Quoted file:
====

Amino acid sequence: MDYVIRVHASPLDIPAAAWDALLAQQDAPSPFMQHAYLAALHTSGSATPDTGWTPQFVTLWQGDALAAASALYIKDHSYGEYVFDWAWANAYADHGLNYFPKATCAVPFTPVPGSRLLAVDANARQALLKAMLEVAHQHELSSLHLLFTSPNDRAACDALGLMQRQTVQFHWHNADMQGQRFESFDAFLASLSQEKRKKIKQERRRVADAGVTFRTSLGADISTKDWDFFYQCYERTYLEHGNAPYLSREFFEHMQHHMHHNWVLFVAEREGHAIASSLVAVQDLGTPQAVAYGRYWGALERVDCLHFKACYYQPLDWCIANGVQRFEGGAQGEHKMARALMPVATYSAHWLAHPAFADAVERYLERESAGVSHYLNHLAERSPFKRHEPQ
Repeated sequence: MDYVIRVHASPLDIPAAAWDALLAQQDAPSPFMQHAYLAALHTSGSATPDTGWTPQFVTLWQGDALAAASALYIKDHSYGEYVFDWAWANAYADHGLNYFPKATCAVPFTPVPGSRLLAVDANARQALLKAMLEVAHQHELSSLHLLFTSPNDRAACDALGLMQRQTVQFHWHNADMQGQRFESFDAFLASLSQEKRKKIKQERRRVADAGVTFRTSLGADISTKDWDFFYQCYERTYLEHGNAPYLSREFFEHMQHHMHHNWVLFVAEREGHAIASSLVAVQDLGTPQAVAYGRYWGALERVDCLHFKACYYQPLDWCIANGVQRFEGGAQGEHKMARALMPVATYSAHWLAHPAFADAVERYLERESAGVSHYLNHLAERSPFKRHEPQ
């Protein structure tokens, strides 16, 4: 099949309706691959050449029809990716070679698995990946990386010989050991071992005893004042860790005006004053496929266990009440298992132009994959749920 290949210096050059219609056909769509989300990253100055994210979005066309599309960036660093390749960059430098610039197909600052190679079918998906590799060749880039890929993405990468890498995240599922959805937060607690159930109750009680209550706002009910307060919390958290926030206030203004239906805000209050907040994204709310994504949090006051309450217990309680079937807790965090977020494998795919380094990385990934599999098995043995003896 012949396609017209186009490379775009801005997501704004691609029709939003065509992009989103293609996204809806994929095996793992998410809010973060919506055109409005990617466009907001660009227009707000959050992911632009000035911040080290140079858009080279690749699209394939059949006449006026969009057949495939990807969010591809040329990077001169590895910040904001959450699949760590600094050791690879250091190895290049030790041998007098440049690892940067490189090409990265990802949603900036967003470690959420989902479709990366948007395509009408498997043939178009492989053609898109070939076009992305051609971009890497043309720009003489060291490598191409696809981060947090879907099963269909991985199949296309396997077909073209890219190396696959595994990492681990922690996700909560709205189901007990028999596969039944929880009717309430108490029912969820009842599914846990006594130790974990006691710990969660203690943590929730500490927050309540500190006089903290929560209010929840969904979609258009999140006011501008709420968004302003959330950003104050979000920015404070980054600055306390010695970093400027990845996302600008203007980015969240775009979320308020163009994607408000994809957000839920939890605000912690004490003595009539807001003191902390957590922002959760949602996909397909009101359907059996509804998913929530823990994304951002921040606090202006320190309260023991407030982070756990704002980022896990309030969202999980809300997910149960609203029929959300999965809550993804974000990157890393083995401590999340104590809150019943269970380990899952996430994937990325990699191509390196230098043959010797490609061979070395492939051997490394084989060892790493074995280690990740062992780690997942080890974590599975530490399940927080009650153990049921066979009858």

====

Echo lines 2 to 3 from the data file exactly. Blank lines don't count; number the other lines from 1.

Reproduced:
Repeated sequence: MDYVIRVHASPLDIPAAAWDALLAQQDAPSPFMQHAYLAALHTSGSATPDTGWTPQFVTLWQGDALAAASALYIKDHSYGEYVFDWAWANAYADHGLNYFPKATCAVPFTPVPGSRLLAVDANARQALLKAMLEVAHQHELSSLHLLFTSPNDRAACDALGLMQRQTVQFHWHNADMQGQRFESFDAFLASLSQEKRKKIKQERRRVADAGVTFRTSLGADISTKDWDFFYQCYERTYLEHGNAPYLSREFFEHMQHHMHHNWVLFVAEREGHAIASSLVAVQDLGTPQAVAYGRYWGALERVDCLHFKACYYQPLDWCIANGVQRFEGGAQGEHKMARALMPVATYSAHWLAHPAFADAVERYLERESAGVSHYLNHLAERSPFKRHEPQ
């Protein structure tokens, strides 16, 4: 099949309706691959050449029809990716070679698995990946990386010989050991071992005893004042860790005006004053496929266990009440298992132009994959749920 290949210096050059219609056909769509989300990253100055994210979005066309599309960036660093390749960059430098610039197909600052190679079918998906590799060749880039890929993405990468890498995240599922959805937060607690159930109750009680209550706002009910307060919390958290926030206030203004239906805000209050907040994204709310994504949090006051309450217990309680079937807790965090977020494998795919380094990385990934599999098995043995003896 012949396609017209186009490379775009801005997501704004691609029709939003065509992009989103293609996204809806994929095996793992998410809010973060919506055109409005990617466009907001660009227009707000959050992911632009000035911040080290140079858009080279690749699209394939059949006449006026969009057949495939990807969010591809040329990077001169590895910040904001959450699949760590600094050791690879250091190895290049030790041998007098440049690892940067490189090409990265990802949603900036967003470690959420989902479709990366948007395509009408498997043939178009492989053609898109070939076009992305051609971009890497043309720009003489060291490598191409696809981060947090879907099963269909991985199949296309396997077909073209890219190396696959595994990492681990922690996700909560709205189901007990028999596969039944929880009717309430108490029912969820009842599914846990006594130790974990006691710990969660203690943590929730500490927050309540500190006089903290929560209010929840969904979609258009999140006011501008709420968004302003959330950003104050979000920015404070980054600055306390010695970093400027990845996302600008203007980015969240775009979320308020163009994607408000994809957000839920939890605000912690004490003595009539807001003191902390957590922002959760949602996909397909009101359907059996509804998913929530823990994304951002921040606090202006320190309260023991407030982070756990704002980022896990309030969202999980809300997910149960609203029929959300999965809550993804974000990157890393083995401590999340104590809150019943269970380990899952996430994937990325990699191509390196230098043959010797490609061979070395492939051997490394084989060892790493074995280690990740062992780690997942080890974590599975530490399940927080009650153990049921066979009858």